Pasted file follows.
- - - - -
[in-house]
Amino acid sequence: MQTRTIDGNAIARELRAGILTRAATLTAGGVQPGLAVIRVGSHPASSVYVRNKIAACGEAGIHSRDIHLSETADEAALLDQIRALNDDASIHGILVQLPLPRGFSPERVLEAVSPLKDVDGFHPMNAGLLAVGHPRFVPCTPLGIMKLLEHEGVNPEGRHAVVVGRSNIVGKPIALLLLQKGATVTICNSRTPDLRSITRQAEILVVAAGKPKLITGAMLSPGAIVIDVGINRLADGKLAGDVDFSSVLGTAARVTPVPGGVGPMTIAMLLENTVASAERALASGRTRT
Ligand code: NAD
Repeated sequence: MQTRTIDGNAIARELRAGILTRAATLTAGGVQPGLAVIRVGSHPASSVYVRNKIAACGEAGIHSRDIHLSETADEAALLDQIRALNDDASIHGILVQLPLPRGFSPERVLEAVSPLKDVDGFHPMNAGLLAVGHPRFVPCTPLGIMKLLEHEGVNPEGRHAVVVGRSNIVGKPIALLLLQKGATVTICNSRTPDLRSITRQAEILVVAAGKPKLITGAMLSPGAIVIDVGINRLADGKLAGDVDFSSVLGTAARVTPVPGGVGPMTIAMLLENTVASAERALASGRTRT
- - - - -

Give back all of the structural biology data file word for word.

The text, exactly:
[in-house]
Amino acid sequence: MQTRTIDGNAIARELRAGILTRAATLTAGGVQPGLAVIRVGSHPASSVYVRNKIAACGEAGIHSRDIHLSETADEAALLDQIRALNDDASIHGILVQLPLPRGFSPERVLEAVSPLKDVDGFHPMNAGLLAVGHPRFVPCTPLGIMKLLEHEGVNPEGRHAVVVGRSNIVGKPIALLLLQKGATVTICNSRTPDLRSITRQAEILVVAAGKPKLITGAMLSPGAIVIDVGINRLADGKLAGDVDFSSVLGTAARVTPVPGGVGPMTIAMLLENTVASAERALASGRTRT
Ligand code: NAD
Repeated sequence: MQTRTIDGNAIARELRAGILTRAATLTAGGVQPGLAVIRVGSHPASSVYVRNKIAACGEAGIHSRDIHLSETADEAALLDQIRALNDDASIHGILVQLPLPRGFSPERVLEAVSPLKDVDGFHPMNAGLLAVGHPRFVPCTPLGIMKLLEHEGVNPEGRHAVVVGRSNIVGKPIALLLLQKGATVTICNSRTPDLRSITRQAEILVVAAGKPKLITGAMLSPGAIVIDVGINRLADGKLAGDVDFSSVLGTAARVTPVPGGVGPMTIAMLLENTVASAERALASGRTRT